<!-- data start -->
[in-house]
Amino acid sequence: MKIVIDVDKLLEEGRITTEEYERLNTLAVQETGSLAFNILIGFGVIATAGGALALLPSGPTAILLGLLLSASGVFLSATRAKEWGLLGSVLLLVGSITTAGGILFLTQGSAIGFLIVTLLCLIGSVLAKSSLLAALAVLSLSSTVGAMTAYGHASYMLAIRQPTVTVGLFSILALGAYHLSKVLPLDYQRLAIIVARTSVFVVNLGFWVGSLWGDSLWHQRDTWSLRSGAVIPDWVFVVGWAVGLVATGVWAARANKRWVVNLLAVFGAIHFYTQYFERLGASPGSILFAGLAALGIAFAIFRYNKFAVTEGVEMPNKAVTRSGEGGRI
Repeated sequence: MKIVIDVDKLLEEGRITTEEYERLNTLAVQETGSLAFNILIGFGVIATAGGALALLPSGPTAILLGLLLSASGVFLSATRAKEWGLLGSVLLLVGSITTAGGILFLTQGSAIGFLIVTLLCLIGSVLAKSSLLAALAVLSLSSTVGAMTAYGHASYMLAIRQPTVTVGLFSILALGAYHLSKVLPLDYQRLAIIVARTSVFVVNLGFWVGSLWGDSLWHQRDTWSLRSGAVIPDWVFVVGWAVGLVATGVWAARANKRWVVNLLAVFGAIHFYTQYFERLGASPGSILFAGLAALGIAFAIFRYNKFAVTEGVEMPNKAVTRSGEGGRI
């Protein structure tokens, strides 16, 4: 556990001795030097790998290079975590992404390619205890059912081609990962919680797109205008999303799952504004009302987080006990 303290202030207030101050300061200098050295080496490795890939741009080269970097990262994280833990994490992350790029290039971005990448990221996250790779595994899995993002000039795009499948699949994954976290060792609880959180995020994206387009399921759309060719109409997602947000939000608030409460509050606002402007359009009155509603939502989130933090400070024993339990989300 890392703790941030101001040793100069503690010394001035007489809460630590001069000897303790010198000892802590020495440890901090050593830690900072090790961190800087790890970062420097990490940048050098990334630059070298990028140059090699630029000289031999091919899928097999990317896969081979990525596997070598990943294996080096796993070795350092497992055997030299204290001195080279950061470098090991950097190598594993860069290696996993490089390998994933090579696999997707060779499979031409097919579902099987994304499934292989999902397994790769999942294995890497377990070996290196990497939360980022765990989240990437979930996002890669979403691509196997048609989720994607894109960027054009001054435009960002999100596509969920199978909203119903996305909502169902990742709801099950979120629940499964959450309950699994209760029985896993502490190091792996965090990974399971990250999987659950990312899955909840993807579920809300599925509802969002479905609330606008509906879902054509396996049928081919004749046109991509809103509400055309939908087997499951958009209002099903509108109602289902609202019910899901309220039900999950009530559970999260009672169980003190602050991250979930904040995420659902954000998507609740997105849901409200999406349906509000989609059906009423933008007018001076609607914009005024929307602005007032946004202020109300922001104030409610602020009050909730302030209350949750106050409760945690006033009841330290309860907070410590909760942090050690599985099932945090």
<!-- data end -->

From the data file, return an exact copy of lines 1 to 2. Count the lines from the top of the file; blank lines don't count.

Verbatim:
[in-house]
Amino acid sequence: MKIVIDVDKLLEEGRITTEEYERLNTLAVQETGSLAFNILIGFGVIATAGGALALLPSGPTAILLGLLLSASGVFLSATRAKEWGLLGSVLLLVGSITTAGGILFLTQGSAIGFLIVTLLCLIGSVLAKSSLLAALAVLSLSSTVGAMTAYGHASYMLAIRQPTVTVGLFSILALGAYHLSKVLPLDYQRLAIIVARTSVFVVNLGFWVGSLWGDSLWHQRDTWSLRSGAVIPDWVFVVGWAVGLVATGVWAARANKRWVVNLLAVFGAIHFYTQYFERLGASPGSILFAGLAALGIAFAIFRYNKFAVTEGVEMPNKAVTRSGEGGRI